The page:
Inequality, Race, And Poverty

Inequality. This is one of the biggest political conversations right now. Inequality, racial discrimination, and geographic segregation are dominating the national discourse. Everyone’s asking what we can do—not just in terms of improving outcomes today, but also in terms of creating upward mobility for generations to come. Can economic growth help change poverty patterns—or are market corrections the way forward? What are the most effective pathways to overall opportunity: jobs, schools, housing, more compassionate policing, more accessible finance, healthier environments—or all of the above?

At NYU Wagner, we see every detail of the big, messy picture of inequality and poverty. Our degree programs provide students the opportunity to study health access policies, transportation plans, or optimal management practices. Our faculty examine what we can do today to change inherent biases in the way we build neighborhoods, train and promote employees, apply laws, fund schools, and design tax and transfer programs. As an NYU Wagner student, you'll understand the connections between these issues and how they affect one another. You’ll bring your experiences and perspectives to the table so that you not only shape the conversation—you also shape the solutions.

No matter what you choose to specialize in and no matter what your specific sector of interest, you, too, can make a difference when it comes to inequality. How? By addressing this issue head on. By always keeping an eye out for the people who might fall through the cracks. It’s a way of thinking that is central to how almost everyone at NYU Wagner approaches policy analysis—and how we build innovative, encompassing solutions. Maybe that’s why our alumni aren’t afraid to wade into conversations others shy away from. Maybe that’s why our graduates and faculty consistently deliver research, policies, and programs that change the way our society understands and reverses the course of inequalities, racial discrimination, and poverty.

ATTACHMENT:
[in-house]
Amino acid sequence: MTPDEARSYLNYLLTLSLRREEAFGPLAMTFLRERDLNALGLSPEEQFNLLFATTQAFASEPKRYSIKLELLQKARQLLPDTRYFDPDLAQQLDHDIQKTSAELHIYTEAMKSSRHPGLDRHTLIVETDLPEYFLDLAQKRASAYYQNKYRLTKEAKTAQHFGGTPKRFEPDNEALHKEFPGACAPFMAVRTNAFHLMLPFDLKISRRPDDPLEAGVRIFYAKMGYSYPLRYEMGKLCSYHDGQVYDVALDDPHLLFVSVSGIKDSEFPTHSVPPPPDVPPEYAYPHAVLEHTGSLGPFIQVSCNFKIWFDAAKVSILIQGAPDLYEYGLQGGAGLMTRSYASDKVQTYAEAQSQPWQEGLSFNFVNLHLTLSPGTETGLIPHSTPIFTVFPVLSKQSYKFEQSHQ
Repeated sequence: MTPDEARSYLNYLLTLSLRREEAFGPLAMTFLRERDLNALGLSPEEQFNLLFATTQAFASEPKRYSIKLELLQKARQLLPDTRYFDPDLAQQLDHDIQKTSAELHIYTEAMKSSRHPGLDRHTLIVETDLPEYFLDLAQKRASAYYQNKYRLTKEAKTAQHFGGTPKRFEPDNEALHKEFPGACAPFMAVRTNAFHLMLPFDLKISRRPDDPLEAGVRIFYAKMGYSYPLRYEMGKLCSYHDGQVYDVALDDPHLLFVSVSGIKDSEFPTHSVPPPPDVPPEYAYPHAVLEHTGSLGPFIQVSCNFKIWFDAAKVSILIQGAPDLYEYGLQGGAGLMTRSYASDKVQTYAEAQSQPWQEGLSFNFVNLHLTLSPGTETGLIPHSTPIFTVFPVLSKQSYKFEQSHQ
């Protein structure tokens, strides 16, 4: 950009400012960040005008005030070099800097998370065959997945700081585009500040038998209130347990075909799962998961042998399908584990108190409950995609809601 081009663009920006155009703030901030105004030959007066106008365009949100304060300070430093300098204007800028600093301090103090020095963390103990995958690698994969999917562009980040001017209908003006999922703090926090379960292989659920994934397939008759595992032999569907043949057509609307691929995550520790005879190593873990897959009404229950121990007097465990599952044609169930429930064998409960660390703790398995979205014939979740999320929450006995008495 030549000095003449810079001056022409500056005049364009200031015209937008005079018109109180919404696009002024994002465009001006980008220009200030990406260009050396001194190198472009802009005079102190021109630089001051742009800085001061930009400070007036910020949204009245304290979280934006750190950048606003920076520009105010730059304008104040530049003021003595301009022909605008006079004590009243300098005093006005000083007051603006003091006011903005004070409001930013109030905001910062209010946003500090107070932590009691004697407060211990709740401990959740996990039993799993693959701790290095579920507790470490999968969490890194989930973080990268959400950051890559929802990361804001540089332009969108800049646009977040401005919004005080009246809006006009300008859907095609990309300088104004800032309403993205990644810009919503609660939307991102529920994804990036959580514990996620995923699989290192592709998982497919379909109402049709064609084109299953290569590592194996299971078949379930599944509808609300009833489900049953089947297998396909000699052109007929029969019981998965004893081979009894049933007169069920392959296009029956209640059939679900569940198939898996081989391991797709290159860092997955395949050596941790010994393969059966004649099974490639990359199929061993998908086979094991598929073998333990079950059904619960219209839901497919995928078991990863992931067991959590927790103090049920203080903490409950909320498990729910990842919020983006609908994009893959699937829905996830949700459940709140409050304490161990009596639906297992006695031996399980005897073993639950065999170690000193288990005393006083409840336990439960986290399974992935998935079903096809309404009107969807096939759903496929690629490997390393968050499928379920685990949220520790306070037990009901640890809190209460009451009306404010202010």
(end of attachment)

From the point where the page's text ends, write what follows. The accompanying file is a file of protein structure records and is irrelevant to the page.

Residential Segregation by Race—and Widening Inequality

Professor Jacob William Faber discusses his research on racial inequality and how he hopes it will change the public conversation about race and public policy.

Empowering Women, Children, and Communities

With $18, alumna Aissata Camara and her sister founded the There is No Limit Foundation, which empowers the poorest communities to reach their potential by eradicating social barriers and creating economic opportunities.

Empowering Women, Children, and Communities

With $18, alumna Aissata Camara and her sister founded the There is No Limit Foundation, which empowers the poorest communities to reach their potential by eradicating social barriers and creating economic opportunities.

More to Explore: Inequality, Race, and Poverty

Research

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Faculty

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Erica Gabrielle Foldy

Associate Professor of Public and Nonprofit Management; Director of Public and Nonprofit Management and Policy Program; Co-Director of Capstone Program; Director of Management Specialization
Alumni

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Rachel Pardoe

MPA-Health
Program Officer
New York Community Trust
Rachel Pardoe
Centers and Initiatives